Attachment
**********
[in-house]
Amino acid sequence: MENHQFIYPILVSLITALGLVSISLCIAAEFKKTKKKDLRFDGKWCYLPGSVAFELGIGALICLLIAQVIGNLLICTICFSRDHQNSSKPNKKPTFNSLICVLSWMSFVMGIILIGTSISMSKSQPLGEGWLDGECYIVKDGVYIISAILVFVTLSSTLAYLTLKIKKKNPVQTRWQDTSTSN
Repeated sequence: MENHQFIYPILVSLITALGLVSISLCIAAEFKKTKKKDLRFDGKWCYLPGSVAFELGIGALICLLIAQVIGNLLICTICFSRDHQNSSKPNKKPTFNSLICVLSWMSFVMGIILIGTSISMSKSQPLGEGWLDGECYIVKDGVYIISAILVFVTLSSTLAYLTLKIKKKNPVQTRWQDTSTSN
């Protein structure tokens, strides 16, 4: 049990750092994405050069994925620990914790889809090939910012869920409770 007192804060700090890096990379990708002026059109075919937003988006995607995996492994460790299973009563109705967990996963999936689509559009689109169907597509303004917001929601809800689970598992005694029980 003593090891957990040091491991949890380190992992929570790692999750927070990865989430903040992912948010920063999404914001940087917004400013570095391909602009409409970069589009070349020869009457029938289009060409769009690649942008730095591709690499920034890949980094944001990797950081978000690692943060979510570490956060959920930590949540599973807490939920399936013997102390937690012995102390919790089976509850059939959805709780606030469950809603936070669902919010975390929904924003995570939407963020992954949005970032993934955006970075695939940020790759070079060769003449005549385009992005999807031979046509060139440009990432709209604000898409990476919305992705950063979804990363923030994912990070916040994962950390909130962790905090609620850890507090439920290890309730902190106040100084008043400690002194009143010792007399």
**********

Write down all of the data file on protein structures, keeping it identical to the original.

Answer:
[in-house]
Amino acid sequence: MENHQFIYPILVSLITALGLVSISLCIAAEFKKTKKKDLRFDGKWCYLPGSVAFELGIGALICLLIAQVIGNLLICTICFSRDHQNSSKPNKKPTFNSLICVLSWMSFVMGIILIGTSISMSKSQPLGEGWLDGECYIVKDGVYIISAILVFVTLSSTLAYLTLKIKKKNPVQTRWQDTSTSN
Repeated sequence: MENHQFIYPILVSLITALGLVSISLCIAAEFKKTKKKDLRFDGKWCYLPGSVAFELGIGALICLLIAQVIGNLLICTICFSRDHQNSSKPNKKPTFNSLICVLSWMSFVMGIILIGTSISMSKSQPLGEGWLDGECYIVKDGVYIISAILVFVTLSSTLAYLTLKIKKKNPVQTRWQDTSTSN
């Protein structure tokens, strides 16, 4: 049990750092994405050069994925620990914790889809090939910012869920409770 007192804060700090890096990379990708002026059109075919937003988006995607995996492994460790299973009563109705967990996963999936689509559009689109169907597509303004917001929601809800689970598992005694029980 003593090891957990040091491991949890380190992992929570790692999750927070990865989430903040992912948010920063999404914001940087917004400013570095391909602009409409970069589009070349020869009457029938289009060409769009690649942008730095591709690499920034890949980094944001990797950081978000690692943060979510570490956060959920930590949540599973807490939920399936013997102390937690012995102390919790089976509850059939959805709780606030469950809603936070669902919010975390929904924003995570939407963020992954949005970032993934955006970075695939940020790759070079060769003449005549385009992005999807031979046509060139440009990432709209604000898409990476919305992705950063979804990363923030994912990070916040994962950390909130962790905090609620850890507090439920290890309730902190106040100084008043400690002194009143010792007399």